“The first thing I saw was this amazing site in Egypt. You’ve got this amazing picture in your mind and if only I could paint it, I would,” he said. “There we were, we arrived into Alexandria and the ship was laden with war supplies for North Africa.”
By this time it was the spring of 1944, and the ship had a major role in transporting troops across the Mediterranean, one time being involved in a major joint operation with the navy as they transported troops to France.
“The ship ended up on the Saint-Raphaël beach and I could see them cycling and there were shells whizzing overhead – a massive bombardment inland from the coast towards the German troops,” he said.
In Marseille, Osborne went ashore and discovered a port full of broken ships but the local economy was thriving like there was no war happening at all.
Onward to Greece he witnessed a gruesome scene after the Germans retreated and left a power vacuum.
“There was gunfire in the town where we were and infighting between two factions wanting to take power,” he said.
“The things you never forget…we had kids come aboard the ship for food and they took it out of our slop buckets.”
Still a young man himself, it was a short time later off the Greek island of Symi where his fate was about to turn.
The ship was docked off the coast and and he went ashore on a landing craft and came back with a member of the British Army’s Special Air Service.
“We got to the top (of the scramble net) and the whole bloody thing went down so somebody had sabotaged it – the German prisoners (aboard the ship) – they were after him and I happened to be in the wrong place,” he said.
“We both went down and hit the landing craft and I saw a blue flash but didn’t go out.”
X-rays, which Osborne still has to this day, confirmed he had broken his back in several places as well as fractured his neck. It was Jan. 31, 1945 and the German surrender was only months away.
He was transported to a naval hospital in Egypt but was determined not to accept the diagnosis that he’d never walk again.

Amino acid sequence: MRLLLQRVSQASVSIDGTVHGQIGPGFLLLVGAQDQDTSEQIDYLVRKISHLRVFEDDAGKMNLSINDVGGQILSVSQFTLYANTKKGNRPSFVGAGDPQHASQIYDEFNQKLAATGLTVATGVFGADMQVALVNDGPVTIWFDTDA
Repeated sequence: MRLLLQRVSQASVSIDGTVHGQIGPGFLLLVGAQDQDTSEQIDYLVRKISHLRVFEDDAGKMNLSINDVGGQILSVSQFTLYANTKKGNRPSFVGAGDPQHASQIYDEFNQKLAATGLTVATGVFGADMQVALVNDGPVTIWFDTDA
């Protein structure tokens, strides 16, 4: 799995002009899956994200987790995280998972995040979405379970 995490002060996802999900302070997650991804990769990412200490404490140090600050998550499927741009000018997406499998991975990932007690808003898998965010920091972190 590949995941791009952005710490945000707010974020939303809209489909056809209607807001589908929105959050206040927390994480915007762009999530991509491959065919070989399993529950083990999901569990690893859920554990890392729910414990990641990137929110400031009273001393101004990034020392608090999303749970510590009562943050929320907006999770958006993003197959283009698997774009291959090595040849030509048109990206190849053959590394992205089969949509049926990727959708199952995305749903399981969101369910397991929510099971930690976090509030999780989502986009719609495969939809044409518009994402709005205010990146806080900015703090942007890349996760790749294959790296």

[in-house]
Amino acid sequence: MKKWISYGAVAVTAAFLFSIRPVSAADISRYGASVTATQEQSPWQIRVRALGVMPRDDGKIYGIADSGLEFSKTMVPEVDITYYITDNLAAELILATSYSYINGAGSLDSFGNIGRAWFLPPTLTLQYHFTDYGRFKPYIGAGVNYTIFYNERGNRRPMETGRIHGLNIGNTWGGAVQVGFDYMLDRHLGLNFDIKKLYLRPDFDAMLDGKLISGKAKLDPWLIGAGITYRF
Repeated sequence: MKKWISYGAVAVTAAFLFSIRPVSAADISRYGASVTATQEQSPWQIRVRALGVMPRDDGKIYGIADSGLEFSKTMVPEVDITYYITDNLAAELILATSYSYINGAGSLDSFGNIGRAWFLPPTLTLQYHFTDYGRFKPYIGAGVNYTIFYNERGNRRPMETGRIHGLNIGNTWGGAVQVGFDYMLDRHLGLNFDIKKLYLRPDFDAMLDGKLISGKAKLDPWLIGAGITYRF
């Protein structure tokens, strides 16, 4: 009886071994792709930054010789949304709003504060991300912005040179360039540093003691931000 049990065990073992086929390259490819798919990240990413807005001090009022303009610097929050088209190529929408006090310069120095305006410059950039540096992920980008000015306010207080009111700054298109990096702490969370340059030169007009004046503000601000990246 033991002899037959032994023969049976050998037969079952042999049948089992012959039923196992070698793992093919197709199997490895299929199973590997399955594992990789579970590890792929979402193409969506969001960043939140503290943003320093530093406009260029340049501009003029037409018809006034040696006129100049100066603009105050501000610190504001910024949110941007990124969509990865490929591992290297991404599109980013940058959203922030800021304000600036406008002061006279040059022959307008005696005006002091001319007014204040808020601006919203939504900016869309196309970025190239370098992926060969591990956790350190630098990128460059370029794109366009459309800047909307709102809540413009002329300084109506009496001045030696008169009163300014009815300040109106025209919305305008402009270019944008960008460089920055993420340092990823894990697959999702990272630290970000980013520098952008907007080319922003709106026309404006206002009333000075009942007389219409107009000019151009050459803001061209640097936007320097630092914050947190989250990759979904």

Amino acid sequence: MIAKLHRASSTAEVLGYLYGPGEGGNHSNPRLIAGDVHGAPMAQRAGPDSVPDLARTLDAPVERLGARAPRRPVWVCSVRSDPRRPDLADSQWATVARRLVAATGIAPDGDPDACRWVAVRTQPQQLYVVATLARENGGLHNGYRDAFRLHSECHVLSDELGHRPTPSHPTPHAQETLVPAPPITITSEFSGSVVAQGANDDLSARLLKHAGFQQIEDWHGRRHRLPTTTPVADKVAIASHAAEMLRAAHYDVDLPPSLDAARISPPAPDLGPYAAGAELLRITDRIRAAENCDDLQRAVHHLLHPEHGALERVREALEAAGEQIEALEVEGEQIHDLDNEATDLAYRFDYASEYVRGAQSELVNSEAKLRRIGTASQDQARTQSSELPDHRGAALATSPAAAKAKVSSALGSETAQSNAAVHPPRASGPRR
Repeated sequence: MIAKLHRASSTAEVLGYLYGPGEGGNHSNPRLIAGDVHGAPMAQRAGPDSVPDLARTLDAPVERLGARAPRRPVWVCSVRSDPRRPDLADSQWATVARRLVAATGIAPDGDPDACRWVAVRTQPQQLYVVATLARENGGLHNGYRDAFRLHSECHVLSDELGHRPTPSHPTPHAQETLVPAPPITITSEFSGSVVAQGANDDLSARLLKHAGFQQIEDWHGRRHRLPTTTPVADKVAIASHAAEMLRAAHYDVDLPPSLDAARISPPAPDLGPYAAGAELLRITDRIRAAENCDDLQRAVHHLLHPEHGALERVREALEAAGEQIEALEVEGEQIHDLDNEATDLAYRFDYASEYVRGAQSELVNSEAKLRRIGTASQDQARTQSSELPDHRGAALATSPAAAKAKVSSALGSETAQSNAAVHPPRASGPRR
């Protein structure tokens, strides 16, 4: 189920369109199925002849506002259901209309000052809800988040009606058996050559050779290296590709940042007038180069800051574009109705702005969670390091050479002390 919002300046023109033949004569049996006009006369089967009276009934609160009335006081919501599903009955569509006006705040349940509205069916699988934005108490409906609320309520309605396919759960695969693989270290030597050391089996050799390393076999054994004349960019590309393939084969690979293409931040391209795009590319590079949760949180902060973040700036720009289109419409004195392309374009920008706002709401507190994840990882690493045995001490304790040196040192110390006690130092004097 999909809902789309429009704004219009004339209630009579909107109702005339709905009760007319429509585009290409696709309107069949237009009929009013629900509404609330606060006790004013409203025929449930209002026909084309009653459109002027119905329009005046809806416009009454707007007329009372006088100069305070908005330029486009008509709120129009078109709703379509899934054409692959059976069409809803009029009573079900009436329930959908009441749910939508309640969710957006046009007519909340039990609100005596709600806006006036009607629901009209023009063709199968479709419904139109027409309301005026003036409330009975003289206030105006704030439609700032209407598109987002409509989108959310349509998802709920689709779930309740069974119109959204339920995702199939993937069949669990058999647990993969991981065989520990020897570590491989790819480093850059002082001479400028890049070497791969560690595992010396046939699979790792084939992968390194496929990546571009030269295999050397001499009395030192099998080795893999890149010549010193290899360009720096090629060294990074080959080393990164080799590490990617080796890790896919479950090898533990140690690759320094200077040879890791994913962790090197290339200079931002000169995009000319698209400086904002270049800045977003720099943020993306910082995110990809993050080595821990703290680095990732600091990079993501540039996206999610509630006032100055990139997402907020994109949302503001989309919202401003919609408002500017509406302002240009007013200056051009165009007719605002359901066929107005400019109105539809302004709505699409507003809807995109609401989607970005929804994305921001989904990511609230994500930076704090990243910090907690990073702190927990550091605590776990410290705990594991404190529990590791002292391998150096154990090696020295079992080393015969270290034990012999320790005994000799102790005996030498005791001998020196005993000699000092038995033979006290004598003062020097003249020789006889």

“One day I was lying there and I just decided to stand up and the doctors and nurses went mad and said ‘you’re not supposed to do that’ and I just remember saying ‘but I am’,” he said. “I’m a walking miracle.”
The severe injury still impacts him, spending thousands on physiotherapy, but in those days as a young man he would soon rejoin the Merchant Navy and continue to serve after the German surrender in May 1945.
Back aboard a ship some time later that was transporting Italian war prisoners,, Osborne was placed in charge of 200 men below deck in the holds.
“We’re going into Naples and the bloody lights went out and there standing behind me was one of them with a piece of wood and he was just about the kill me and his mate pulled him off,” he remembers.
Often times it was the weather that presented a threat.
Off the coast of West Africa in 1948 with the ship packed to the brim with iron ore, they encountered a hurricane that eventually inspired Farley Mowat’s novel The Serpent’s Coil.
“We’re going across the Bay of Bisque and we ran into the edge of a hurricane,” Osborne said.
“They temporary head it into the sea. That’s the only way you’ll survive. You can’t take it sideways or you’ll go over.”
But it was also at sea on a voyage to New Zealand where Osborne would meet his late wife Joan Hicks.
They would move to Vancouver together raise four daughters – Barbara, Jackie, Deborah and Gillian.
He is also a grandfather to eight children.
Victor, had three children with his late wife Joyce, including Susan who lives in Nanaimo, Michael and Roger, a veteran of the Vietnam War.
When asked what he thinks of on Remembrance Day each year, without hesitation he responds “I think about my father.”
“He was a veteran of the Boer War and First World War and was actually at the siege of Ladysmith so it’s rather strange we would end up here in Ladysmith,” Osborne said.
Edward Isaac’s name is engraved on the Civilian War Dead Honour Roll at Westminster Abbey- a lasting reminder of the ultimate sacrifice the Osborne family paid during the Second World War.